In a recent interview, poet Munawwar Rana tried to defend the Taliban by comparing it with Maharishi Valmiki.
In the interview with News Nation’s Deepak Chaurasia, he said, “Valmiki became a God after he wrote the Ramayan, before that, he was a dacoit. A person’s character can change. Similarly, the Taliban, for now, are terrorists, but people and characters change.” He further said, “When you speak about Valmiki, you will have to talk about his past. In your religion, you make anyone the God. But he was a writer. Okay, so he wrote the Ramayan, but we are not in competition here.”
While, it is one of the most repeated stories of Indian history, and there is a possibility that most of us have heard it at some point in time, the Valmiki Samaaj is quite sensitive about it. The story states that Maharishi Valmiki was once a dacoit named Ratnakar before he became a sage and wrote Ramayana.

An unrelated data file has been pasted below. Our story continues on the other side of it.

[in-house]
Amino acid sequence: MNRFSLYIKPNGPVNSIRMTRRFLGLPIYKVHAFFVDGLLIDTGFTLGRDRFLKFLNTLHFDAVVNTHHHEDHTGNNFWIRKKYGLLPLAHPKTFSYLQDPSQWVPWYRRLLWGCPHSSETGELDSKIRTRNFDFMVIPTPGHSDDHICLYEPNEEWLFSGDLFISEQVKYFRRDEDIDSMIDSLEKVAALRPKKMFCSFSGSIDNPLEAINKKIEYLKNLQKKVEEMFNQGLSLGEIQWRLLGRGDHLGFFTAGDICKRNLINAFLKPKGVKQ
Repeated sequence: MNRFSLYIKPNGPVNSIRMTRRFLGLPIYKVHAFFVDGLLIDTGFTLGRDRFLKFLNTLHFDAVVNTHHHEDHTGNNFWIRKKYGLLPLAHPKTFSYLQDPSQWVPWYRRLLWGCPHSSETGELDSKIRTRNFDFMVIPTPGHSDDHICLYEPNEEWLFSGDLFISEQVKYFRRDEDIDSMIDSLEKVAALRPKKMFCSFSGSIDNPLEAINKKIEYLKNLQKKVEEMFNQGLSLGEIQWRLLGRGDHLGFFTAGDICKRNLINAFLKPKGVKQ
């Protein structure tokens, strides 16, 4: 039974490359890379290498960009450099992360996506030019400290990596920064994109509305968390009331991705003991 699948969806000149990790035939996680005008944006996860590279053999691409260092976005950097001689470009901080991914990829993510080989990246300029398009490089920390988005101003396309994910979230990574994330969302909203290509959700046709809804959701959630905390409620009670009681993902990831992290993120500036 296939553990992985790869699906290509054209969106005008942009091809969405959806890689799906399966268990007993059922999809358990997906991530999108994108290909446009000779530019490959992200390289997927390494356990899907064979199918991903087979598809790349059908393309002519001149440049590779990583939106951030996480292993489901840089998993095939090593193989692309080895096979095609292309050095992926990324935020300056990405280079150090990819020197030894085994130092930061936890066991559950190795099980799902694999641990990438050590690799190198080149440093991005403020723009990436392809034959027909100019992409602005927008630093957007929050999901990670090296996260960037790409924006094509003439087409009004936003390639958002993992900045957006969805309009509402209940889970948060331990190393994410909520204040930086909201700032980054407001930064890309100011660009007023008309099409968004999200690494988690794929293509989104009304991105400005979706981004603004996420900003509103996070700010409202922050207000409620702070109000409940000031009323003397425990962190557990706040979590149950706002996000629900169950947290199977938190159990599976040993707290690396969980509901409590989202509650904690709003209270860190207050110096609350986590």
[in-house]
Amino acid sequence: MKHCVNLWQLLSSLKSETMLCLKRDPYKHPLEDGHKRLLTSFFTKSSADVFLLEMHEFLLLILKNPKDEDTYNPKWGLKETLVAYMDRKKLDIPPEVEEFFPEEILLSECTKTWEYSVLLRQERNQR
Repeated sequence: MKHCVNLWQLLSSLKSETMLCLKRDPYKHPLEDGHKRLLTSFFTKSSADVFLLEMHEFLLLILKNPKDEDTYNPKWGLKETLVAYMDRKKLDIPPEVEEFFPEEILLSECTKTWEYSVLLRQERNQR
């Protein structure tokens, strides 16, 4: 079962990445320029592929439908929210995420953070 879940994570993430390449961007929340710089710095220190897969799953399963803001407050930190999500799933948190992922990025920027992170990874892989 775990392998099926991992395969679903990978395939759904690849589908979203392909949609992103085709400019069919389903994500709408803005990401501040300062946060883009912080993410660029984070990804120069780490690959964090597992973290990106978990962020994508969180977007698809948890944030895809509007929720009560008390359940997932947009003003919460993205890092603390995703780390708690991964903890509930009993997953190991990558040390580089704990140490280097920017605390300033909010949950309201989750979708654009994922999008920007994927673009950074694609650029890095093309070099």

The legend says he was born in a so-called low-caste and later attained the name of Valmiki and given the status of Maharishi (great sage) and a great Brahmin by Narada Muni after Ratnakar performed tapasya or deep meditation.
The Valmiki Samaaj, especially those who live in Punjab, disagree with the part of the story that he was a dacoit at any given time. If someone repeats it, that means he is disrespecting the Maharishi, who is worshipped as a God by the community. Repeating the story on a mass media platform can even attract the wrath of the activists from the community. By narrating the sensitive story in an interview, Rana possibly has offended the members of the Valmiki community.
Rakhi Sawant had gotten into soup for her comments on Maharishi Valmiki
In 2017, TV actress and host Rakhi Sawant had gotten into soup for repeating the story and sensationalizing it. She turned the ‘dacoit’ part of the story into a ‘murderer’. She was making a point how someone who once indulged in criminal activities can turn into a great sage but ended up offending members of the Valmiki community. A case was registered against her under Section 295 of the Indian Penal Code for offending religious sentiments.